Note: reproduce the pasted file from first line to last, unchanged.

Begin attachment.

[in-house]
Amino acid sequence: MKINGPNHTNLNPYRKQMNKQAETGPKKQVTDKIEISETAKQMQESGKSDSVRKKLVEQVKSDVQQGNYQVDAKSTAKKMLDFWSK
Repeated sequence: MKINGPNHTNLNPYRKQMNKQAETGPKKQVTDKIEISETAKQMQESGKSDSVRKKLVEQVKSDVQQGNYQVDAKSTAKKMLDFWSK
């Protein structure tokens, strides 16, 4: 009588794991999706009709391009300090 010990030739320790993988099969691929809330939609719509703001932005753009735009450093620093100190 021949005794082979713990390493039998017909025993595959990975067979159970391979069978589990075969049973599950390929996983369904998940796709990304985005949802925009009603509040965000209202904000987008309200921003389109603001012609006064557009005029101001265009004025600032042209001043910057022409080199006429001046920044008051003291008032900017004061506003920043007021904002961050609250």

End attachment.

[in-house]
Amino acid sequence: MKINGPNHTNLNPYRKQMNKQAETGPKKQVTDKIEISETAKQMQESGKSDSVRKKLVEQVKSDVQQGNYQVDAKSTAKKMLDFWSK
Repeated sequence: MKINGPNHTNLNPYRKQMNKQAETGPKKQVTDKIEISETAKQMQESGKSDSVRKKLVEQVKSDVQQGNYQVDAKSTAKKMLDFWSK
């Protein structure tokens, strides 16, 4: 009588794991999706009709391009300090 010990030739320790993988099969691929809330939609719509703001932005753009735009450093620093100190 021949005794082979713990390493039998017909025993595959990975067979159970391979069978589990075969049973599950390929996983369904998940796709990304985005949802925009009603509040965000209202904000987008309200921003389109603001012609006064557009005029101001265009004025600032042209001043910057022409080199006429001046920044008051003291008032900017004061506003920043007021904002961050609250």